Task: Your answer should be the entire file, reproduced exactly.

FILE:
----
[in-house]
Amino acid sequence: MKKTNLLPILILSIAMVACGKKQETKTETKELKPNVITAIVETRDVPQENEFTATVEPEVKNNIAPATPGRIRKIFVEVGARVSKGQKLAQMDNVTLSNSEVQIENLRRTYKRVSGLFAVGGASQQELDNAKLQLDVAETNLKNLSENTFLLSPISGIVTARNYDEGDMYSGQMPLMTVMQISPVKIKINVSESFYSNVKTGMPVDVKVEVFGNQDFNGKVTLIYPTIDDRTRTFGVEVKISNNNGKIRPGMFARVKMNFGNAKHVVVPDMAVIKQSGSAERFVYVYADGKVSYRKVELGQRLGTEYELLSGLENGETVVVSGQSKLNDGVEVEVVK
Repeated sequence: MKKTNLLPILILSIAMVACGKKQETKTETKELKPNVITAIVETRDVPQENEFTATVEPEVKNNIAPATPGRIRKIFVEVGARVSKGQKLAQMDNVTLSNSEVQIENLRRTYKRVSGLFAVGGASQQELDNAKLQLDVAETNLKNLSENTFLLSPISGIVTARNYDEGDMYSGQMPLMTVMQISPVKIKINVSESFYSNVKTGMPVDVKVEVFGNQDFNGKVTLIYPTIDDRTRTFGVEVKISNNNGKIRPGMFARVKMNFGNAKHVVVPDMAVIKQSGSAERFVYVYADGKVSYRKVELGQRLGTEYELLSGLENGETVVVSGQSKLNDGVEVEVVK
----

[in-house]
Amino acid sequence: MKKTNLLPILILSIAMVACGKKQETKTETKELKPNVITAIVETRDVPQENEFTATVEPEVKNNIAPATPGRIRKIFVEVGARVSKGQKLAQMDNVTLSNSEVQIENLRRTYKRVSGLFAVGGASQQELDNAKLQLDVAETNLKNLSENTFLLSPISGIVTARNYDEGDMYSGQMPLMTVMQISPVKIKINVSESFYSNVKTGMPVDVKVEVFGNQDFNGKVTLIYPTIDDRTRTFGVEVKISNNNGKIRPGMFARVKMNFGNAKHVVVPDMAVIKQSGSAERFVYVYADGKVSYRKVELGQRLGTEYELLSGLENGETVVVSGQSKLNDGVEVEVVK
Repeated sequence: MKKTNLLPILILSIAMVACGKKQETKTETKELKPNVITAIVETRDVPQENEFTATVEPEVKNNIAPATPGRIRKIFVEVGARVSKGQKLAQMDNVTLSNSEVQIENLRRTYKRVSGLFAVGGASQQELDNAKLQLDVAETNLKNLSENTFLLSPISGIVTARNYDEGDMYSGQMPLMTVMQISPVKIKINVSESFYSNVKTGMPVDVKVEVFGNQDFNGKVTLIYPTIDDRTRTFGVEVKISNNNGKIRPGMFARVKMNFGNAKHVVVPDMAVIKQSGSAERFVYVYADGKVSYRKVELGQRLGTEYELLSGLENGETVVVSGQSKLNDGVEVEVVK